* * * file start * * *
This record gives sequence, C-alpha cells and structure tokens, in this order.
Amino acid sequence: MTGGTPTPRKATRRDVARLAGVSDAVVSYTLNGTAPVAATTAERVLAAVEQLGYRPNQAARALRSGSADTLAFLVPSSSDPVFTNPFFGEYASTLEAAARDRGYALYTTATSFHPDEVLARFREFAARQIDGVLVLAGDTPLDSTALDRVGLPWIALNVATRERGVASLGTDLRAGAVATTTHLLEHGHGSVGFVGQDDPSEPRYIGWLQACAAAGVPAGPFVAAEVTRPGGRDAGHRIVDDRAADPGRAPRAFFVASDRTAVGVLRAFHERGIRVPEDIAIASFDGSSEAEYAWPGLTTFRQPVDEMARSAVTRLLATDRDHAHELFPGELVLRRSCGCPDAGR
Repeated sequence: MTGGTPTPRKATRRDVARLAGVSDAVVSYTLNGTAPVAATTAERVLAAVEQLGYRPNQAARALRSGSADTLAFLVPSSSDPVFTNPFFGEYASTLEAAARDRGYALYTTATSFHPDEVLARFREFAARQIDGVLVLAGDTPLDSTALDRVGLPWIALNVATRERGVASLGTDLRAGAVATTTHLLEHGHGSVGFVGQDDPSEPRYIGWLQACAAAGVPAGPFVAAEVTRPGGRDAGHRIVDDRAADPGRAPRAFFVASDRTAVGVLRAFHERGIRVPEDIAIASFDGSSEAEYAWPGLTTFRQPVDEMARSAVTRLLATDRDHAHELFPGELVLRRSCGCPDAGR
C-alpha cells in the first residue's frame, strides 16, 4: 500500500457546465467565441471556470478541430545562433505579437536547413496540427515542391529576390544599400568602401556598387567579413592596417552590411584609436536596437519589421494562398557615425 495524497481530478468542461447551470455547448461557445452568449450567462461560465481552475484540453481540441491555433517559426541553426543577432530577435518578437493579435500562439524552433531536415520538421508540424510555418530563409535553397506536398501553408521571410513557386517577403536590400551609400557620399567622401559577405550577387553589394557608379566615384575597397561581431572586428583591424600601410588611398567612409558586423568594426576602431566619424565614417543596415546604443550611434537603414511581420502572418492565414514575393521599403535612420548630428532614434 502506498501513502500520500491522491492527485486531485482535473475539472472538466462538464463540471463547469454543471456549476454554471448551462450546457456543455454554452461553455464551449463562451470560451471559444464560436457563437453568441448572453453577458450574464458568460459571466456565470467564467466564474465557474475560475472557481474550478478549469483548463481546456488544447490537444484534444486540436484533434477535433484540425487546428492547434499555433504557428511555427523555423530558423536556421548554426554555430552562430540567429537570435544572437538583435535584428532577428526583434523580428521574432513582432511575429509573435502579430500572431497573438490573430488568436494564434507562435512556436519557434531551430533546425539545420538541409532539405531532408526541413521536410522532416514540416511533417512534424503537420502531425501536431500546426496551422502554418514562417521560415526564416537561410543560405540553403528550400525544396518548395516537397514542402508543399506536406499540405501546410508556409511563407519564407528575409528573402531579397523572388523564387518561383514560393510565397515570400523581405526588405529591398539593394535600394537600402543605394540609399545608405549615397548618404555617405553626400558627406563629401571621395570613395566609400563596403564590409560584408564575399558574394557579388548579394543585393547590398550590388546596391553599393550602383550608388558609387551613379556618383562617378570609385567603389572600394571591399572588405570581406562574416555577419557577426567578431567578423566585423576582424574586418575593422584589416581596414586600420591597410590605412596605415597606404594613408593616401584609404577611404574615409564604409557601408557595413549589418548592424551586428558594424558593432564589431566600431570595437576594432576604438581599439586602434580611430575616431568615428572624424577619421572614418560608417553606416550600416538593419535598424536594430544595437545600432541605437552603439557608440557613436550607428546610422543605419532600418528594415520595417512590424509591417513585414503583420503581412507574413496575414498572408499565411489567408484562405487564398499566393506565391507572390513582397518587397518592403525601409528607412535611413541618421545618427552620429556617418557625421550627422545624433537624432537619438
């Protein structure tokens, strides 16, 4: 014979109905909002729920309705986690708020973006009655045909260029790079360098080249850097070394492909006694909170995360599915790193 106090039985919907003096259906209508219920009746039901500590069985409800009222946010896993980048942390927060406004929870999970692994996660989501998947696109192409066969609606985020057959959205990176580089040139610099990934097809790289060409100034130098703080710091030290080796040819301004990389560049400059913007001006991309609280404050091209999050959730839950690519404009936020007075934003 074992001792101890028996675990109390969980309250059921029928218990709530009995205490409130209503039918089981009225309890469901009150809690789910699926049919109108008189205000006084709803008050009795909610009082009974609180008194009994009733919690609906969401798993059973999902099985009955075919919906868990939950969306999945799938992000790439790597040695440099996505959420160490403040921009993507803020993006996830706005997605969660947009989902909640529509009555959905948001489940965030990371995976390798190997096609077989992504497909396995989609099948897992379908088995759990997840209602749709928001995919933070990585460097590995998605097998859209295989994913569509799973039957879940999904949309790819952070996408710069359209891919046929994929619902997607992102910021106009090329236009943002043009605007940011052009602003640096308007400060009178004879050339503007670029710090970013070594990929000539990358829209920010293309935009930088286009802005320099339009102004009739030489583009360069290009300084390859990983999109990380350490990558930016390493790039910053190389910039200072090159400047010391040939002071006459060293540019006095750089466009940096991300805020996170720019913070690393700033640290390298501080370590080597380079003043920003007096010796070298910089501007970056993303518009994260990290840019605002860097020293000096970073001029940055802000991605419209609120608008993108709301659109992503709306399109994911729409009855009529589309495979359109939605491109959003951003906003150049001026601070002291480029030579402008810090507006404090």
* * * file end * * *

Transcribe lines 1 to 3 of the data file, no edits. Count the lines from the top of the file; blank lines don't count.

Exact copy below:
This record gives sequence, C-alpha cells and structure tokens, in this order.
Amino acid sequence: MTGGTPTPRKATRRDVARLAGVSDAVVSYTLNGTAPVAATTAERVLAAVEQLGYRPNQAARALRSGSADTLAFLVPSSSDPVFTNPFFGEYASTLEAAARDRGYALYTTATSFHPDEVLARFREFAARQIDGVLVLAGDTPLDSTALDRVGLPWIALNVATRERGVASLGTDLRAGAVATTTHLLEHGHGSVGFVGQDDPSEPRYIGWLQACAAAGVPAGPFVAAEVTRPGGRDAGHRIVDDRAADPGRAPRAFFVASDRTAVGVLRAFHERGIRVPEDIAIASFDGSSEAEYAWPGLTTFRQPVDEMARSAVTRLLATDRDHAHELFPGELVLRRSCGCPDAGR
Repeated sequence: MTGGTPTPRKATRRDVARLAGVSDAVVSYTLNGTAPVAATTAERVLAAVEQLGYRPNQAARALRSGSADTLAFLVPSSSDPVFTNPFFGEYASTLEAAARDRGYALYTTATSFHPDEVLARFREFAARQIDGVLVLAGDTPLDSTALDRVGLPWIALNVATRERGVASLGTDLRAGAVATTTHLLEHGHGSVGFVGQDDPSEPRYIGWLQACAAAGVPAGPFVAAEVTRPGGRDAGHRIVDDRAADPGRAPRAFFVASDRTAVGVLRAFHERGIRVPEDIAIASFDGSSEAEYAWPGLTTFRQPVDEMARSAVTRLLATDRDHAHELFPGELVLRRSCGCPDAGR